Avoiding the Facebook Monster

Wednesday marked the third somewhat annual meeting of Facebook developers in California called the F8 (pronounced “fate”) conference.  Amid rumors of Internet domination and privacy obliteration, Mark Zuckerberg calmly announced , among other, slightly less press-worthy items, that Facebook would be launching the universal “like” button (a.k.a the Facebook Monster) so that users could thumbs up individual web pages and publish that to Facebook for their friends to see.  The button/monster is designed to embed Facebook functionality outside of Facebook and allow web page publishers to tailor content to a user based on his/her like history.  Users will also be able to tell which of their friends have liked the same web page or news story or whatever.

Now I can understand why people are getting all up in arms about privacy.  Facebook has the potential to collect the motherload of data about user preferences, interests an buying habits and channel this information to advertisers or the CIA.  However, during the F8 conference, Facebook did not make any official ad announcement, only that they didn’t have plans to change their current policy which allows developers to apply user data to target ads on their own site.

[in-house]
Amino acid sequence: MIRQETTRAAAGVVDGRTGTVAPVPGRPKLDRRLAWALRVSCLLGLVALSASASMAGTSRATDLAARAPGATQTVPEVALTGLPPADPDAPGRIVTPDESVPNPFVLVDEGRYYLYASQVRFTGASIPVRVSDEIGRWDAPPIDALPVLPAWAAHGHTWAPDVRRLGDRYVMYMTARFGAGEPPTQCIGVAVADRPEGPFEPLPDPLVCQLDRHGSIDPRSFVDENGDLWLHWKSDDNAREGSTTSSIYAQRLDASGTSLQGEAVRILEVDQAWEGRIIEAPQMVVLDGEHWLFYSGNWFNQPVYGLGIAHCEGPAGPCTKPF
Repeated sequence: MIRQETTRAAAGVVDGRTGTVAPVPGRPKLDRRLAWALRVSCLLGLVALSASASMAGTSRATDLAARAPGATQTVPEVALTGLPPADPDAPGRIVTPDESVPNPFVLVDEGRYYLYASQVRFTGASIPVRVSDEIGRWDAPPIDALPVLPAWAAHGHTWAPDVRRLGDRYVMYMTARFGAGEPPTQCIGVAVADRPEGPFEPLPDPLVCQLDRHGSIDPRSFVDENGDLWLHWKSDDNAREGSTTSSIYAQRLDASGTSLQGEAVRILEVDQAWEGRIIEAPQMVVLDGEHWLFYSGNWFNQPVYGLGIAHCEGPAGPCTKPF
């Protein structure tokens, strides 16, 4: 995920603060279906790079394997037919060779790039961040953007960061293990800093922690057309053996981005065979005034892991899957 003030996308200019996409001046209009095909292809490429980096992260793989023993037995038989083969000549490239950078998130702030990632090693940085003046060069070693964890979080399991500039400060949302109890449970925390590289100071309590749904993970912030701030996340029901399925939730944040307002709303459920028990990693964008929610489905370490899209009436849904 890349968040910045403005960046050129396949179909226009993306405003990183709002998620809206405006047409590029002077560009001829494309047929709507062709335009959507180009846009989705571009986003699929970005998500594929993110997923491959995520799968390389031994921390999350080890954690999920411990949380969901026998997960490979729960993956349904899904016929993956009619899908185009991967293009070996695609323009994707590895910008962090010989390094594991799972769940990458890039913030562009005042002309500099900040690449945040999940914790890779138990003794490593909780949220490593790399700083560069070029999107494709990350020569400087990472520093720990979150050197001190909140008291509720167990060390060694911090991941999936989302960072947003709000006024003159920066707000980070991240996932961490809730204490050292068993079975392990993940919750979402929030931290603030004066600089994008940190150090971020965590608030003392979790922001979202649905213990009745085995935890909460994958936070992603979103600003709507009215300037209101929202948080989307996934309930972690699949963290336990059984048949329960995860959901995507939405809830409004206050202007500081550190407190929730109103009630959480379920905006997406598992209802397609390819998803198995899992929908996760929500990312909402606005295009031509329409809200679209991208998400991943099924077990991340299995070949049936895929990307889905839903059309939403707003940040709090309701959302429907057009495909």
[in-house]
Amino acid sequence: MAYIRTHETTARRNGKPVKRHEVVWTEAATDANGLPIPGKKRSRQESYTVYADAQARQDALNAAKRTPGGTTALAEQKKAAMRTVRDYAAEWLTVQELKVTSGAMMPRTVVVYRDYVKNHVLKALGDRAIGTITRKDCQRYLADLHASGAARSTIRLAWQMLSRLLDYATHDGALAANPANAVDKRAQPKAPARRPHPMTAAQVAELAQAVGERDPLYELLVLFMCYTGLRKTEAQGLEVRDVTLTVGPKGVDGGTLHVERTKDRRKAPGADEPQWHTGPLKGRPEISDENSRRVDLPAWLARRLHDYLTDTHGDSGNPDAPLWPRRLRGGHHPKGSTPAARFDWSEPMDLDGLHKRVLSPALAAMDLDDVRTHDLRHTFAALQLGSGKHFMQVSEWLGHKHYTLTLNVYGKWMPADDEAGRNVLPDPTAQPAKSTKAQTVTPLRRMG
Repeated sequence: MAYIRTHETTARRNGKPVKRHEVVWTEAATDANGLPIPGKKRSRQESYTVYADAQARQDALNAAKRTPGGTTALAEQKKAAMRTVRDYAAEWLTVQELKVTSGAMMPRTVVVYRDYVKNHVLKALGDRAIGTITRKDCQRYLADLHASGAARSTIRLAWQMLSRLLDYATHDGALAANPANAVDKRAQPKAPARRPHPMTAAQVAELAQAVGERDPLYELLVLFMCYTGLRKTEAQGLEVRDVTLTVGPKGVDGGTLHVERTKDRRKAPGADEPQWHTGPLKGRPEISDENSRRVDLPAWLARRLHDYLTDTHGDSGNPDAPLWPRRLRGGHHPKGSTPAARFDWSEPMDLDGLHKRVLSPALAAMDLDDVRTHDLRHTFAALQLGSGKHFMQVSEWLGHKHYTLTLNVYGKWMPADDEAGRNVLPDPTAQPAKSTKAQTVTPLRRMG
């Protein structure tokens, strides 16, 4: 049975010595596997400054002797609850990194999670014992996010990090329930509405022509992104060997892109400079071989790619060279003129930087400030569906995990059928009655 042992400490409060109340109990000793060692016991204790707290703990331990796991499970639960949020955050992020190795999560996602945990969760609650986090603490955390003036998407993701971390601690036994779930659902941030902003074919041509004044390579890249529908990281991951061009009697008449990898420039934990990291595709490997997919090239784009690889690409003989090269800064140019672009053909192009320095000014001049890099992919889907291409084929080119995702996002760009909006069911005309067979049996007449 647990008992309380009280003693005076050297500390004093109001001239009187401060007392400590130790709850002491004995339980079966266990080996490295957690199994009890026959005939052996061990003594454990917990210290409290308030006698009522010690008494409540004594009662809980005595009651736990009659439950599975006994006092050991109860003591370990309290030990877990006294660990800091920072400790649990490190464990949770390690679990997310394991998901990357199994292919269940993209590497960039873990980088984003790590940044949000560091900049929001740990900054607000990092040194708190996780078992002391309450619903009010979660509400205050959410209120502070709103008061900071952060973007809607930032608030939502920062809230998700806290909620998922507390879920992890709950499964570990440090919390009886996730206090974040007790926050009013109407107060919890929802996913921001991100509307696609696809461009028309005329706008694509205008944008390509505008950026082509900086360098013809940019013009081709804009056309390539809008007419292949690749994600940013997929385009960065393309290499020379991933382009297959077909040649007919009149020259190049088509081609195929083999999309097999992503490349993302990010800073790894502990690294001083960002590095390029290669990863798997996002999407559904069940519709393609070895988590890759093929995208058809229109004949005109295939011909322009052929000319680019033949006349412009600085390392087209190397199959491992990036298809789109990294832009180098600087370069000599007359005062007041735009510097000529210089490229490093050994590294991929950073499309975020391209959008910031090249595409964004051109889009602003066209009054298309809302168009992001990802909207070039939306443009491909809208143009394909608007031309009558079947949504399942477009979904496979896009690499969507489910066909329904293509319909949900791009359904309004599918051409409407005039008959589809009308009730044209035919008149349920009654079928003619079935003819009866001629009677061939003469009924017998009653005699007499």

Phillip Rhoades wrote a great post earlier this week explaining why he thought these changes were “just some new toys, not the death of privacy,” and I agree. People are worried about Facebook becoming Big Brother and when the media uses phrases like “Facebook extended its tentacles across the internet today” and “its claws for pulling in outside content are now razor-sharp,” the privacy nervousness gets a little more acute.  But users should remember that if they agree to make something public by clicking a like button – it’s public.  And as Christina Warren says over at Mashable, “public no longer means ‘public on Facebook,’ public means ‘public in the Facebook ecosystem.’”

Just learn how to properly use Facebook’s privacy settings and educate yourself about how the personalized feeds work, and you’ll avoid the slimy tentacles and razor-sharp claws of the Facebook monster. And maybe, just maybe you’ll start to like the personalized playlist Pandora has put together for you based on what bands you have liked elsewhere on the web.  I think that might be pretty cool.


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